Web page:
The unit cost of an AH-64D Apache today is about $18 million. At this time, nearly all AH-64As in existence have been upgraded to AH-64Ds. To this day, over 1,100 Apache attack helicopters have been developed and are used in action.
One cost the AH-64 Apache did not incur that the Cheyenne did was fatalities in testing. From the beginning, the Apache helicopter was always a much more stable and controlled design.
The Presence and The Sightings
You’ll know when you see the AH-64 Apache. Most likely because you’ll suddenly find that your pants have been soiled and your legs are shaking involuntarily. Don’t believe me? After the AH-64As huge success in non-confrontational combat, the AH-64D was developed with a primary goal of taking advantage of the Apache’s terrifying facade and making it that much more so. During the Gulf War, only five years after the public release of the new attack helicopter, three Apache helicopters were deployed on a particular mission to help eradicate Iraqi troops. The moment the Apache helicopters arrived, as they rose over the horizon and came into the enemy troops’ vision, 10,000 Iraqi troops threw down their weapons, fell to their knees, and lifted their arms in surrender; the helicopters never fired a single shot. Since only two crew members reside in each Apache helicopter, that means six soldiers successfully overthrew 10,000 hostile troops.
Other ways to identify it are by its unusual length for a helicopter—or the fact that it’s a helicopter with twin jet engines, one mounted on either side. The Apache measures 58 feet in length, 16 feet in height, and has a 17 ft. “wing” span. The diameter of the rotors is 48 feet, making the rotor disc area 1,809 sq. ft. When loaded with an average capacity, the Apache weighs a little over 15,000 pounds. They can have up to two fuel tanks—one internal, one external— totaling over 8,000 pounds of fuel on takeoff. However, if the AH-64 is on a short-range attack mission, the external fuel tank can be swapped out for 16 Hellfire air-to-surface missiles or 76 70 mm rocket pods.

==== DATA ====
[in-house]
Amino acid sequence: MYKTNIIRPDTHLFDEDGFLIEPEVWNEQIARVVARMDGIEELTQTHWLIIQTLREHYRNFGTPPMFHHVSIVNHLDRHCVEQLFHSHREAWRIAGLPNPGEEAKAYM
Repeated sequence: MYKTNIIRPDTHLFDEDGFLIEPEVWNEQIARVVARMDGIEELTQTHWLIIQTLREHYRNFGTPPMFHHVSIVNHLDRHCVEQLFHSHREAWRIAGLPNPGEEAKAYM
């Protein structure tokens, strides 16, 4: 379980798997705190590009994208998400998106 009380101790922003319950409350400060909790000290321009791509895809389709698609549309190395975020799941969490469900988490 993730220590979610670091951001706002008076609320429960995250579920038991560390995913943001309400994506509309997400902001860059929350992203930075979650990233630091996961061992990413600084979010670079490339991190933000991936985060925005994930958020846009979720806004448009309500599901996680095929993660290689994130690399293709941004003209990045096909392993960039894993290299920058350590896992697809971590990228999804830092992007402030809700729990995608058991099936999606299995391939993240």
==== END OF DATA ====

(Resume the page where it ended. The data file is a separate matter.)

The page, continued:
Which reminds me, an attack helicopter wouldn’t be very complete without its armaments. Boeing’s AH-64 is always equipped with one 30 mm chain cannon, which may host up to 1,200 rounds. Though this helicopter has no bombing capabilities, it can have any combination of the following air-to-surface missiles: AGM-114 Hellfire, AGM-122 Sidearm, or BGM-71 TOW. If an Apache confronts you, it may also be loaded with AIM-9 Sidewinder or AIM-92 Stinger air-to-air heat-seeking missiles. Finally, the AH-64 Apache can also carry 70 mm rocket pods, as mentioned above, as well as 127 mm rockets.
Other than seeing an Apache attack helicopter at an air show, you may have seen a few make an appearance in the movie Fire Birds, a 1990 film starring Nicolas Cage as an Apache pilot. Transformers fan? The “Spinster” Transformer character morphs into an Apache attack helicopter. The AH-64 also makes appearances in the 1991 movie Toy Soldiers.
Think the AH-64 is the sweetest helicopter around (like me)? Buy your own model or remote control version by following the Amazon links below: